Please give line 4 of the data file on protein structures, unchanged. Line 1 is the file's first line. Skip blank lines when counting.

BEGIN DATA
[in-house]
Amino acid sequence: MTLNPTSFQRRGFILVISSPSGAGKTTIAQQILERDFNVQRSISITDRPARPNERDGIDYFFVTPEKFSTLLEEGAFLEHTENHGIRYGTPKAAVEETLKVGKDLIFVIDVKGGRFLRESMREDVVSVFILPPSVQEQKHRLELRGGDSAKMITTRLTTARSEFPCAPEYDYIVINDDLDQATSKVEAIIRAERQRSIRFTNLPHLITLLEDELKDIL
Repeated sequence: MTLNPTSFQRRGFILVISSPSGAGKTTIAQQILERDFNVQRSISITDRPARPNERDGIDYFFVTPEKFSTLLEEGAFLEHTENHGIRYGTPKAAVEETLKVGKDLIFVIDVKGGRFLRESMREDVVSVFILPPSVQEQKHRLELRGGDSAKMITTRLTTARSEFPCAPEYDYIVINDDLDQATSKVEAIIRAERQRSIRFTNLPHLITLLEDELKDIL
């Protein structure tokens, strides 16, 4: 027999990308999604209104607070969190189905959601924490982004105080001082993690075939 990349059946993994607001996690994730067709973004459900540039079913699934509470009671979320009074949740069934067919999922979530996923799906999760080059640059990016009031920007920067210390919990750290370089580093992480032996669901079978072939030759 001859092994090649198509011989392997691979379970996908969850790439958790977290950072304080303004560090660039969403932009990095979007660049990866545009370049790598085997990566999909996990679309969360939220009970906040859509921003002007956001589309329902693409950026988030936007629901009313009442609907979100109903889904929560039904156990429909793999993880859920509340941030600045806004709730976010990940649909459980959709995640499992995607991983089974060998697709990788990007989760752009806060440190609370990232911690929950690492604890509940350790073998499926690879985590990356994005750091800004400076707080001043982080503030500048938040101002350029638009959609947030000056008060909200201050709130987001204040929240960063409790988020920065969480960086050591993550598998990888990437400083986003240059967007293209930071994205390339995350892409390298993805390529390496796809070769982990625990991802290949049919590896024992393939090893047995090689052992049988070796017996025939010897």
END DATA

């Protein structure tokens, strides 16, 4: 027999990308999604209104607070969190189905959601924490982004105080001082993690075939 990349059946993994607001996690994730067709973004459900540039079913699934509470009671979320009074949740069934067919999922979530996923799906999760080059640059990016009031920007920067210390919990750290370089580093992480032996669901079978072939030759 001859092994090649198509011989392997691979379970996908969850790439958790977290950072304080303004560090660039969403932009990095979007660049990866545009370049790598085997990566999909996990679309969360939220009970906040859509921003002007956001589309329902693409950026988030936007629901009313009442609907979100109903889904929560039904156990429909793999993880859920509340941030600045806004709730976010990940649909459980959709995640499992995607991983089974060998697709990788990007989760752009806060440190609370990232911690929950690492604890509940350790073998499926690879985590990356994005750091800004400076707080001043982080503030500048938040101002350029638009959609947030000056008060909200201050709130987001204040929240960063409790988020920065969480960086050591993550598998990888990437400083986003240059967007293209930071994205390339995350892409390298993805390529390496796809070769982990625990991802290949049919590896024992393939090893047995090689052992049988070796017996025939010897």